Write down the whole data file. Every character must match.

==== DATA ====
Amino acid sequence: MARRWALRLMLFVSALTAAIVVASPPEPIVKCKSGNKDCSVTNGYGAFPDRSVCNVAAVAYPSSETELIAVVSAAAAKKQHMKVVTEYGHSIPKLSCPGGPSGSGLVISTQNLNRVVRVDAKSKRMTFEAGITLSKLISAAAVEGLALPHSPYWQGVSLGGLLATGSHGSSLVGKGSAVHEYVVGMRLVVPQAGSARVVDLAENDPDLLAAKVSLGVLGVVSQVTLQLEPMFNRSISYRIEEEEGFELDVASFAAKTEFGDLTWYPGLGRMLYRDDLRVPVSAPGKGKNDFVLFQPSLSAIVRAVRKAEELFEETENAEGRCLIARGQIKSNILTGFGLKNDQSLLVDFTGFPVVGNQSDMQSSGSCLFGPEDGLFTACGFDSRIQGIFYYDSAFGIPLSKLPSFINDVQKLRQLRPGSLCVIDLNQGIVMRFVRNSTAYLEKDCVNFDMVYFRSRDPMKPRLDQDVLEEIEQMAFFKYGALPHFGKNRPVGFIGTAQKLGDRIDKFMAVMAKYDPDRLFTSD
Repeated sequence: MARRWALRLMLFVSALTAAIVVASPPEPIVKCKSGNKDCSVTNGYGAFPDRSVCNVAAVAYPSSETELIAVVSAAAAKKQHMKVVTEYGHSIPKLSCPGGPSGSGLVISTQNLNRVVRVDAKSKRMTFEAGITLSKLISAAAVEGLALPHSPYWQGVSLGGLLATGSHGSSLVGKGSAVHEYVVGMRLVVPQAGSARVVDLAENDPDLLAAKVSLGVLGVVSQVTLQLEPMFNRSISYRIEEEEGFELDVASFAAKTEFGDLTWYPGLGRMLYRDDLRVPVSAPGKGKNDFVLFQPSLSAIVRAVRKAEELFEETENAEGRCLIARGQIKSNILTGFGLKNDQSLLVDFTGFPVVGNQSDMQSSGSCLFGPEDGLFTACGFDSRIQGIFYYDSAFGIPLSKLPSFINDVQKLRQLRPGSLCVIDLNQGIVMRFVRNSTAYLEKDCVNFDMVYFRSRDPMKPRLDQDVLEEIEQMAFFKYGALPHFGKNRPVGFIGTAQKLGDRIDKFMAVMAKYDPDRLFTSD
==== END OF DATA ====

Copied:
Amino acid sequence: MARRWALRLMLFVSALTAAIVVASPPEPIVKCKSGNKDCSVTNGYGAFPDRSVCNVAAVAYPSSETELIAVVSAAAAKKQHMKVVTEYGHSIPKLSCPGGPSGSGLVISTQNLNRVVRVDAKSKRMTFEAGITLSKLISAAAVEGLALPHSPYWQGVSLGGLLATGSHGSSLVGKGSAVHEYVVGMRLVVPQAGSARVVDLAENDPDLLAAKVSLGVLGVVSQVTLQLEPMFNRSISYRIEEEEGFELDVASFAAKTEFGDLTWYPGLGRMLYRDDLRVPVSAPGKGKNDFVLFQPSLSAIVRAVRKAEELFEETENAEGRCLIARGQIKSNILTGFGLKNDQSLLVDFTGFPVVGNQSDMQSSGSCLFGPEDGLFTACGFDSRIQGIFYYDSAFGIPLSKLPSFINDVQKLRQLRPGSLCVIDLNQGIVMRFVRNSTAYLEKDCVNFDMVYFRSRDPMKPRLDQDVLEEIEQMAFFKYGALPHFGKNRPVGFIGTAQKLGDRIDKFMAVMAKYDPDRLFTSD
Repeated sequence: MARRWALRLMLFVSALTAAIVVASPPEPIVKCKSGNKDCSVTNGYGAFPDRSVCNVAAVAYPSSETELIAVVSAAAAKKQHMKVVTEYGHSIPKLSCPGGPSGSGLVISTQNLNRVVRVDAKSKRMTFEAGITLSKLISAAAVEGLALPHSPYWQGVSLGGLLATGSHGSSLVGKGSAVHEYVVGMRLVVPQAGSARVVDLAENDPDLLAAKVSLGVLGVVSQVTLQLEPMFNRSISYRIEEEEGFELDVASFAAKTEFGDLTWYPGLGRMLYRDDLRVPVSAPGKGKNDFVLFQPSLSAIVRAVRKAEELFEETENAEGRCLIARGQIKSNILTGFGLKNDQSLLVDFTGFPVVGNQSDMQSSGSCLFGPEDGLFTACGFDSRIQGIFYYDSAFGIPLSKLPSFINDVQKLRQLRPGSLCVIDLNQGIVMRFVRNSTAYLEKDCVNFDMVYFRSRDPMKPRLDQDVLEEIEQMAFFKYGALPHFGKNRPVGFIGTAQKLGDRIDKFMAVMAKYDPDRLFTSD